Dual Language programs are fantastic for a host of reasons… and they can be damn impressive mechanisms for school integration.
But when we hide integration behind the coolio-program-that-gives-my-kid-another-advantage, we are undermining its greatest promise. When we ‘sell’ dual immersion in service to the narrative that it is Right and Holy and Natural to get every last opportunity for our own children regardless of the impact of our choice on other children, we all lose. We shouldn’t let dual immersion fall into the same trap that magnet programs often do – trying to *do* school integration by selling everything *except* school integration.
Not in all places, not to generalize or gloss over the incredibly hard work that many dual immersion programs undertake to uplift the value of integration (linguistic AS WELL AS racial/ethnic/socioeconomic), but we’ve seen too often that these programs can do such a good job of attracting families of privilege that the school gentrifies. The PTAs gentrify. The waitlists grow, the power shifts and the privileged students concentrate in certain classrooms. Whether the intent is avaricious or virtuous, the impact can be disastrous.
Yes, there *should* be as many dual immersion programs as there are families who would like to send their kids. There should be enough bilingual teachers to go around. There should be thoughtful policies around enrollment. There should be many things. But we can’t ignore the impact of privilege in these programs. Those of us who send our kids to dual immersion programs can be advocates for equity and inclusion on campus and activists at the district level for integration-focused enrollment plans.
Dual immersion should not be another place that privilege wins.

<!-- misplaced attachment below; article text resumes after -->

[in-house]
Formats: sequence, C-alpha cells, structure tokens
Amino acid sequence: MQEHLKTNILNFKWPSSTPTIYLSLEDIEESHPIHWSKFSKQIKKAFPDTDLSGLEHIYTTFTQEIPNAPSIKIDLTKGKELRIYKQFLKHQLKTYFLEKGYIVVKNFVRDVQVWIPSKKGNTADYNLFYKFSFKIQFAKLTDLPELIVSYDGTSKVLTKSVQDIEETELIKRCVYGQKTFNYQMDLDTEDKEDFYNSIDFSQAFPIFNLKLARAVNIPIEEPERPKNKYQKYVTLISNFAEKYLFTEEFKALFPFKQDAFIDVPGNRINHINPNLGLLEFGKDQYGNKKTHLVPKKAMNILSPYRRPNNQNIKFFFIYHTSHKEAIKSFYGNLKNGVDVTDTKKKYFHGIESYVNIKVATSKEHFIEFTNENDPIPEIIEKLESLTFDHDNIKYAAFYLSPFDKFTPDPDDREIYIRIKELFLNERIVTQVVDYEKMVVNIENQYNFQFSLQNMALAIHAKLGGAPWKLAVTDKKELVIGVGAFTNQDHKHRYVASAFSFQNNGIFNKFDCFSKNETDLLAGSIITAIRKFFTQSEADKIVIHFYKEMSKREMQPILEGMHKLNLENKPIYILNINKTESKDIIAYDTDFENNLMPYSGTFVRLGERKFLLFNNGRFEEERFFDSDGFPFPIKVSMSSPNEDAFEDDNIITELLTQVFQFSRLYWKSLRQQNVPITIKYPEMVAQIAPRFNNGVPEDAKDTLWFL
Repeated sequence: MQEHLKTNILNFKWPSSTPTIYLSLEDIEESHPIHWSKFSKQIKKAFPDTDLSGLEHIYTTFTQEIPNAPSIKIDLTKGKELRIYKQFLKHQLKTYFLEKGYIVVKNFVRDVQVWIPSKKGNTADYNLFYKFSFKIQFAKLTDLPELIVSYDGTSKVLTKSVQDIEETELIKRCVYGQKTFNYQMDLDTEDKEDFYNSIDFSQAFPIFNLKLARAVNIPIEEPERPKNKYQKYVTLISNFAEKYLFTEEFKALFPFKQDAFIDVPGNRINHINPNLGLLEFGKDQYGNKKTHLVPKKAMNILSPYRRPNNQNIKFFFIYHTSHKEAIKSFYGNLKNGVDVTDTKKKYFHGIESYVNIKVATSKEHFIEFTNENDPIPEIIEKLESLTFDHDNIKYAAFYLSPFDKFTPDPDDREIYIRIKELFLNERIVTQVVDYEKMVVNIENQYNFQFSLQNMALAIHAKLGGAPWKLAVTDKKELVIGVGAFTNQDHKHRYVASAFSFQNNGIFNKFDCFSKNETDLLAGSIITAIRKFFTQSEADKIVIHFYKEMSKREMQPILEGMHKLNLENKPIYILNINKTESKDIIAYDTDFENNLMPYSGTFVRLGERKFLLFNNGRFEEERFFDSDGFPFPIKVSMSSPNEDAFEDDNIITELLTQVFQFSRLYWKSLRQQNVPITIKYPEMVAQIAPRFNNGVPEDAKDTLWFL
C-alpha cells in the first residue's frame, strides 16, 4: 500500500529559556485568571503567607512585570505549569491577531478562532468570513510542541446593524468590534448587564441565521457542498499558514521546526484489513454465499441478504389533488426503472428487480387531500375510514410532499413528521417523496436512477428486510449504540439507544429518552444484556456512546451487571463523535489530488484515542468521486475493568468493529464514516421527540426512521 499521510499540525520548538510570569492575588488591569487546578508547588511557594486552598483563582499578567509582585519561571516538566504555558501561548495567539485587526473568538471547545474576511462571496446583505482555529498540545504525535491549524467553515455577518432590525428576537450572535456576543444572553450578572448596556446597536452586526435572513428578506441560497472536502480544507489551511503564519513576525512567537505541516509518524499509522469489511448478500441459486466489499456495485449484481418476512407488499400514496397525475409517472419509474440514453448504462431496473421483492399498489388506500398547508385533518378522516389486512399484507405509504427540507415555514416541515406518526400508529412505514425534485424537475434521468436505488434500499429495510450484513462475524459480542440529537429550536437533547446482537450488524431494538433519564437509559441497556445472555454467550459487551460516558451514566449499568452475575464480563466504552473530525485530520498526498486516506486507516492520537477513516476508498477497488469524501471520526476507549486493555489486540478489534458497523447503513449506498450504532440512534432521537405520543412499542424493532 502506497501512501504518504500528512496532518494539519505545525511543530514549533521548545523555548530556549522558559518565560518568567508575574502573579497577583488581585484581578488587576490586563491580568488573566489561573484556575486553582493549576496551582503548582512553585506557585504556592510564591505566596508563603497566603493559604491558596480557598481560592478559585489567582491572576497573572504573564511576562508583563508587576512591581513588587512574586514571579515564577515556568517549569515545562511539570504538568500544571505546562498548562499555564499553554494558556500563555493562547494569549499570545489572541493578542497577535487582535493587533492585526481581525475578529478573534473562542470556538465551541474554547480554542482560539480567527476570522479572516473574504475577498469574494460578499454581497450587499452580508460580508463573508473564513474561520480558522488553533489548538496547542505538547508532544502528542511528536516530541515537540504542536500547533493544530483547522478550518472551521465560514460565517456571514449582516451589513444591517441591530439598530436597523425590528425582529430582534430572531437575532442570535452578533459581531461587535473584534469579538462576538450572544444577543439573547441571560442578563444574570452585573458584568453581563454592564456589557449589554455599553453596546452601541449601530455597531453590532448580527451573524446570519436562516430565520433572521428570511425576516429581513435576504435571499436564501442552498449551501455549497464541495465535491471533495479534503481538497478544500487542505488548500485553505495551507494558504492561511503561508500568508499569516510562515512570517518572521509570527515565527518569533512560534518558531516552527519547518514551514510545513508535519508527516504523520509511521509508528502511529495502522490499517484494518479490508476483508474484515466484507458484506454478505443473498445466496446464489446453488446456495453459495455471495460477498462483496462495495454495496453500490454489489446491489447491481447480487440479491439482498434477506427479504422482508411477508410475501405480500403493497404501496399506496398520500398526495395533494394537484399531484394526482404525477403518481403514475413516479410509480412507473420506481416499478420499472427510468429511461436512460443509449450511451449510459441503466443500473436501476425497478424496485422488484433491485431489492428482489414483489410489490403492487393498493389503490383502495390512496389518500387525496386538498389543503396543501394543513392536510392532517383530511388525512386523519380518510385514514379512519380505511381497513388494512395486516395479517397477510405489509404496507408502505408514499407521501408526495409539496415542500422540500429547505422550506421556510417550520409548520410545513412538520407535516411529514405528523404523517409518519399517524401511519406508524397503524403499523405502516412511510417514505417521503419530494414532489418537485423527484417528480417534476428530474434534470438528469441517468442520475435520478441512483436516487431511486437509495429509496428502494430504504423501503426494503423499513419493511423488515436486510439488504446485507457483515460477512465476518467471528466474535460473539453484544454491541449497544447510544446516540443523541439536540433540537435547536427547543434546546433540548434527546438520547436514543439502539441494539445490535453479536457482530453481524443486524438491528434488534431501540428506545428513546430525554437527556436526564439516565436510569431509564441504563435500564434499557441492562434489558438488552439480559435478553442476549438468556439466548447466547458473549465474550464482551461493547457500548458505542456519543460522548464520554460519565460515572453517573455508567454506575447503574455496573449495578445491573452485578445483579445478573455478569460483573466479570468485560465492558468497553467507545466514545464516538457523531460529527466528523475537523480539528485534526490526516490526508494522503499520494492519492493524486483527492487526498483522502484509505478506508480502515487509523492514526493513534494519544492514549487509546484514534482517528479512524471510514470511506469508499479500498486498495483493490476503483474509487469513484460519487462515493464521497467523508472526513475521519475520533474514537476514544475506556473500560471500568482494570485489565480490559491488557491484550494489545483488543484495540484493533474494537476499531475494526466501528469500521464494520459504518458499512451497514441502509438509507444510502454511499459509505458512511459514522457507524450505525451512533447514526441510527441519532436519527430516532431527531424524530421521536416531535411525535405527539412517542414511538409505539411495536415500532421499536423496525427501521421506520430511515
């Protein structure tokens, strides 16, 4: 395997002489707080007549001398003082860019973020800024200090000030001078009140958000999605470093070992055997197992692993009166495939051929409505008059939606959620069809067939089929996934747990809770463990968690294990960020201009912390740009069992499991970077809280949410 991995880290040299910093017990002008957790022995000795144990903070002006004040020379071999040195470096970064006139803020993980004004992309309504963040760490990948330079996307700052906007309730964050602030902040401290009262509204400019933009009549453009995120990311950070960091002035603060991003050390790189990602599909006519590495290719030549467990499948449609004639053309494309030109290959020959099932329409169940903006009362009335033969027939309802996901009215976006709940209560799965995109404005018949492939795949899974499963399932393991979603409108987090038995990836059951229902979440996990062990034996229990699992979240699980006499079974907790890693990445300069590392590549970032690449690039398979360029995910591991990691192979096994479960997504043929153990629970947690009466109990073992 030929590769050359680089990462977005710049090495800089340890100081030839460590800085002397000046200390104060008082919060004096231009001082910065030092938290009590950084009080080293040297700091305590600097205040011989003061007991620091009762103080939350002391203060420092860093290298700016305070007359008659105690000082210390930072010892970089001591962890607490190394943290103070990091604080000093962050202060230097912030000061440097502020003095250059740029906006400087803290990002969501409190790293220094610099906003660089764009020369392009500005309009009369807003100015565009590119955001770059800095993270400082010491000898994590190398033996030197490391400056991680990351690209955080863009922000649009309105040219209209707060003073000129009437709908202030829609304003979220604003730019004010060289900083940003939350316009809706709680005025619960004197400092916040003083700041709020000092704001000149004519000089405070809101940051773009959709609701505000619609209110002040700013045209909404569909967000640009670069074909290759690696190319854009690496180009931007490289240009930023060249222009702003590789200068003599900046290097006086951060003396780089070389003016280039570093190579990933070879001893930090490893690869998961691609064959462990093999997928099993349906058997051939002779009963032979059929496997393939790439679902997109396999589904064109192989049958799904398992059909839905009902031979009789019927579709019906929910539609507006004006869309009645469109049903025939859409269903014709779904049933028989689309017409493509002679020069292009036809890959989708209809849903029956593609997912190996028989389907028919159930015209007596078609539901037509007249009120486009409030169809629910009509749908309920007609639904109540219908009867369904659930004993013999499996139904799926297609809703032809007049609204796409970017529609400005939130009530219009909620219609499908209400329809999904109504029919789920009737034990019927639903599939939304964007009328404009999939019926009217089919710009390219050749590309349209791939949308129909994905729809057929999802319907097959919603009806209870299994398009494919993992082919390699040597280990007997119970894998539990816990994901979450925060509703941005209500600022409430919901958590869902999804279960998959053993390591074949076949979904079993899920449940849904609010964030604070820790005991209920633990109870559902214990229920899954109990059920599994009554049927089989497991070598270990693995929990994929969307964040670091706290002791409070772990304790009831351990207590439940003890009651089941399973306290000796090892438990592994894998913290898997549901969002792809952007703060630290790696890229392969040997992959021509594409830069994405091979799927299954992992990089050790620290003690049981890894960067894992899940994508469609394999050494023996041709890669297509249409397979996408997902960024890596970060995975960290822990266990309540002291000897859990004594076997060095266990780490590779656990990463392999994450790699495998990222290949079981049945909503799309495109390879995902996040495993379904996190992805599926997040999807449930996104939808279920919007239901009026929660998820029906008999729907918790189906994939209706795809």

In a recent Atlantic article “The Intrusion of White Families Into Bilingual Schools”, Conor Williams explores the benefits of dual immersion alongside the very real impact of these programs in many neighborhoods…
He writes: “[C]ommunities across the country are looking to start and expand dual-immersion programs. Multilingualism is hot, especially in gentrifying urban areas with shifting populations. Many white, English-dominant families are moving to economically dynamic cities for their promise of upward social mobility, and these cities’ tight housing markets are bringing them into the same areas as linguistically diverse communities of immigrant families. The cities’ school districts are using dual-immersion programs to encourage these new residents to send their children to schools in their own zip codes … But—and here’s the rub—if a two-way dual-immersion program helps generate middle-class interest in multilingualism, that dynamic could also undermine the program’s design and effectiveness. What happens when rising demand from privileged families starts pushing English learners out of these programs? Advocates for educational equity are already seeing this specific problem play out in their communities.